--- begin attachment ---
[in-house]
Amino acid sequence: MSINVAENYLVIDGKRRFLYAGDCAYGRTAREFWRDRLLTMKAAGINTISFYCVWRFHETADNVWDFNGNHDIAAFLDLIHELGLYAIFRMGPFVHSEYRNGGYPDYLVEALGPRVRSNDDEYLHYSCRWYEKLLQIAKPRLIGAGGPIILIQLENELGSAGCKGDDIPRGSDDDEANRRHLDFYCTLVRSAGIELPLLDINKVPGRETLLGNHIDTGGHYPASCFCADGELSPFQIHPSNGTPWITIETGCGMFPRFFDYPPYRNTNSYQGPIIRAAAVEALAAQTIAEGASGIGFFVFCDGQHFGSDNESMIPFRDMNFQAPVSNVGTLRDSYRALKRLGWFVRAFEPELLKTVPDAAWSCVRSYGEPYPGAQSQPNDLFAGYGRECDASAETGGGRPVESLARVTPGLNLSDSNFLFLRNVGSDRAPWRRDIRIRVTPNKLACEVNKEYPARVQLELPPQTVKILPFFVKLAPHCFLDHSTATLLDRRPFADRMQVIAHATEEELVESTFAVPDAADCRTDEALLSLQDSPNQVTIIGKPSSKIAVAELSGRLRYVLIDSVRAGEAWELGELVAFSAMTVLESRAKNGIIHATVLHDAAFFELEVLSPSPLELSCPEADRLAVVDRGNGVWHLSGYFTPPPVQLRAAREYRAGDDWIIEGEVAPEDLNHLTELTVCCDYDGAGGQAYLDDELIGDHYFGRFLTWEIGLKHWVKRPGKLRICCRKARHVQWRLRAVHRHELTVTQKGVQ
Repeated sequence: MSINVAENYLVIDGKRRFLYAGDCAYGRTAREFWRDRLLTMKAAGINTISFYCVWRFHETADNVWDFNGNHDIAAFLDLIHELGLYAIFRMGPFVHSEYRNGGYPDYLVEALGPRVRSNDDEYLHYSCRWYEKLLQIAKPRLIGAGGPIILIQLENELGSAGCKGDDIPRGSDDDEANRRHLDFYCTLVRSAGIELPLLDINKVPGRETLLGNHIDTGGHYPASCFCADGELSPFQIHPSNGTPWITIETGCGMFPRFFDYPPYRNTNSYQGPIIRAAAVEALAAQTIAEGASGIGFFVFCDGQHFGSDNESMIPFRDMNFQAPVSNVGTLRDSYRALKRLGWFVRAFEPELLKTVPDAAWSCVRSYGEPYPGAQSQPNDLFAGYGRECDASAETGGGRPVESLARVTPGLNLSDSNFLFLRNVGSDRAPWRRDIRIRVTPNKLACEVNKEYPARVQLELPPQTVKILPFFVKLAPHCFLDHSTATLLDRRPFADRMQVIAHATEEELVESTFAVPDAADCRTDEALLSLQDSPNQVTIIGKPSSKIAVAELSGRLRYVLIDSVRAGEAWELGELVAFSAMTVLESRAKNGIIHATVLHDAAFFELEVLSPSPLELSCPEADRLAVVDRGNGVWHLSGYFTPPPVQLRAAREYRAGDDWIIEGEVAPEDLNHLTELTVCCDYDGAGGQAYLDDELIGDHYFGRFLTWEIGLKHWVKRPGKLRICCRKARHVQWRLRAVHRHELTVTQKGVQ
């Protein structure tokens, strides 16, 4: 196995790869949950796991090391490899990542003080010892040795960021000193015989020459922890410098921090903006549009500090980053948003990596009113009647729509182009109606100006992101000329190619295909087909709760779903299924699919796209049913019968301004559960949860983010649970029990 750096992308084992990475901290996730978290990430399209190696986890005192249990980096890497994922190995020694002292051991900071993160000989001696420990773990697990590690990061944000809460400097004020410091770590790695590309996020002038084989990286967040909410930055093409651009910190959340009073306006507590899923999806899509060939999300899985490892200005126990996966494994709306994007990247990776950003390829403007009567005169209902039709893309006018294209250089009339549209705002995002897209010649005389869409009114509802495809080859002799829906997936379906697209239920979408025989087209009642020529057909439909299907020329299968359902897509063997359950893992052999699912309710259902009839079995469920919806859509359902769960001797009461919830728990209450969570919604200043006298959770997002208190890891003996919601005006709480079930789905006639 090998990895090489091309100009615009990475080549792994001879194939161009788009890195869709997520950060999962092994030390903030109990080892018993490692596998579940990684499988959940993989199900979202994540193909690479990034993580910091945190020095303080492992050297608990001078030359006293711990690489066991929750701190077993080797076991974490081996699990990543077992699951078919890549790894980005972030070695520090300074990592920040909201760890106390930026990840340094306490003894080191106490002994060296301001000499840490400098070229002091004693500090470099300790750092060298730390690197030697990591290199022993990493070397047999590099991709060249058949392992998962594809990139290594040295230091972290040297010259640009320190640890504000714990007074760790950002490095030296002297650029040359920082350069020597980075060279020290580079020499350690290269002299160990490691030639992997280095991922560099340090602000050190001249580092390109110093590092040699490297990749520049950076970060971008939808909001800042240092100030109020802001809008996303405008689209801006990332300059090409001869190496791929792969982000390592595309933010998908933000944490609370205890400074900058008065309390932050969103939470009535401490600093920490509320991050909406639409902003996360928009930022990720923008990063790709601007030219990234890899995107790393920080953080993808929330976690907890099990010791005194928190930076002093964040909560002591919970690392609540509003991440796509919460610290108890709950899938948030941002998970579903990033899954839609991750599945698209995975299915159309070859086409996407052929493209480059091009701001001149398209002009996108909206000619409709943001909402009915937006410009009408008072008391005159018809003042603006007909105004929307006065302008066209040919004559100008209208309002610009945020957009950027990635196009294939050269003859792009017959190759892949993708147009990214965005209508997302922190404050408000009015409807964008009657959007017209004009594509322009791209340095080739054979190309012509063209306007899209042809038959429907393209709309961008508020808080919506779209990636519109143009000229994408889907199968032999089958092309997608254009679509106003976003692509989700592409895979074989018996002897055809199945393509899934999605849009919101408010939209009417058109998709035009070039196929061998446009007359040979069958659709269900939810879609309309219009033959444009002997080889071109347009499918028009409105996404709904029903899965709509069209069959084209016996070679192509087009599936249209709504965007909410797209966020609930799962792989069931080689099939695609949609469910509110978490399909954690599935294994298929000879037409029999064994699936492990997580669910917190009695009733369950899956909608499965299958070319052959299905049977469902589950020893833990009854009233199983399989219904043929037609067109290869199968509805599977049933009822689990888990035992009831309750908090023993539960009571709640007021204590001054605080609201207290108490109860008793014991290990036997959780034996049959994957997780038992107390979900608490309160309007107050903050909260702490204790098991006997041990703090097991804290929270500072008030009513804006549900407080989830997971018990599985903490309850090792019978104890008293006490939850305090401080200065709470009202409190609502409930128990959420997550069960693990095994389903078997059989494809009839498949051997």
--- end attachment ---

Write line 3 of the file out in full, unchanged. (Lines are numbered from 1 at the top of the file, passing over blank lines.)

Repeated sequence: MSINVAENYLVIDGKRRFLYAGDCAYGRTAREFWRDRLLTMKAAGINTISFYCVWRFHETADNVWDFNGNHDIAAFLDLIHELGLYAIFRMGPFVHSEYRNGGYPDYLVEALGPRVRSNDDEYLHYSCRWYEKLLQIAKPRLIGAGGPIILIQLENELGSAGCKGDDIPRGSDDDEANRRHLDFYCTLVRSAGIELPLLDINKVPGRETLLGNHIDTGGHYPASCFCADGELSPFQIHPSNGTPWITIETGCGMFPRFFDYPPYRNTNSYQGPIIRAAAVEALAAQTIAEGASGIGFFVFCDGQHFGSDNESMIPFRDMNFQAPVSNVGTLRDSYRALKRLGWFVRAFEPELLKTVPDAAWSCVRSYGEPYPGAQSQPNDLFAGYGRECDASAETGGGRPVESLARVTPGLNLSDSNFLFLRNVGSDRAPWRRDIRIRVTPNKLACEVNKEYPARVQLELPPQTVKILPFFVKLAPHCFLDHSTATLLDRRPFADRMQVIAHATEEELVESTFAVPDAADCRTDEALLSLQDSPNQVTIIGKPSSKIAVAELSGRLRYVLIDSVRAGEAWELGELVAFSAMTVLESRAKNGIIHATVLHDAAFFELEVLSPSPLELSCPEADRLAVVDRGNGVWHLSGYFTPPPVQLRAAREYRAGDDWIIEGEVAPEDLNHLTELTVCCDYDGAGGQAYLDDELIGDHYFGRFLTWEIGLKHWVKRPGKLRICCRKARHVQWRLRAVHRHELTVTQKGVQ